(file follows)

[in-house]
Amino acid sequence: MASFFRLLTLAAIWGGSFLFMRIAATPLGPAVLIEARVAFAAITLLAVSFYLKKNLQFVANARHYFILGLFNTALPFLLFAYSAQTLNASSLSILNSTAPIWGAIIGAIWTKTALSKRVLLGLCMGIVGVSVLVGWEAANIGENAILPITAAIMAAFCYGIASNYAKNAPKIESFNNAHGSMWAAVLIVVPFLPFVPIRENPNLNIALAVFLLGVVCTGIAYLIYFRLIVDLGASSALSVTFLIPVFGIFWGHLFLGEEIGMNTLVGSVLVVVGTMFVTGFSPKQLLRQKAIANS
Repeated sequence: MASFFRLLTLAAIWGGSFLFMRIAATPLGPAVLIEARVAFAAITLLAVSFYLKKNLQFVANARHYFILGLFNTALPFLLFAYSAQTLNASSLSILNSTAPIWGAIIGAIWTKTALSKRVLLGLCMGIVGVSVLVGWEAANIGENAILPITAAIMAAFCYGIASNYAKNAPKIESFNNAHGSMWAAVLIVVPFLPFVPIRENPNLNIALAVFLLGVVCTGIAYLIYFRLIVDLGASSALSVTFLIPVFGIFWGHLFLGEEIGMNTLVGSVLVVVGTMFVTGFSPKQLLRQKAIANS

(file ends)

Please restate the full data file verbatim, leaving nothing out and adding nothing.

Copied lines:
[in-house]
Amino acid sequence: MASFFRLLTLAAIWGGSFLFMRIAATPLGPAVLIEARVAFAAITLLAVSFYLKKNLQFVANARHYFILGLFNTALPFLLFAYSAQTLNASSLSILNSTAPIWGAIIGAIWTKTALSKRVLLGLCMGIVGVSVLVGWEAANIGENAILPITAAIMAAFCYGIASNYAKNAPKIESFNNAHGSMWAAVLIVVPFLPFVPIRENPNLNIALAVFLLGVVCTGIAYLIYFRLIVDLGASSALSVTFLIPVFGIFWGHLFLGEEIGMNTLVGSVLVVVGTMFVTGFSPKQLLRQKAIANS
Repeated sequence: MASFFRLLTLAAIWGGSFLFMRIAATPLGPAVLIEARVAFAAITLLAVSFYLKKNLQFVANARHYFILGLFNTALPFLLFAYSAQTLNASSLSILNSTAPIWGAIIGAIWTKTALSKRVLLGLCMGIVGVSVLVGWEAANIGENAILPITAAIMAAFCYGIASNYAKNAPKIESFNNAHGSMWAAVLIVVPFLPFVPIRENPNLNIALAVFLLGVVCTGIAYLIYFRLIVDLGASSALSVTFLIPVFGIFWGHLFLGEEIGMNTLVGSVLVVVGTMFVTGFSPKQLLRQKAIANS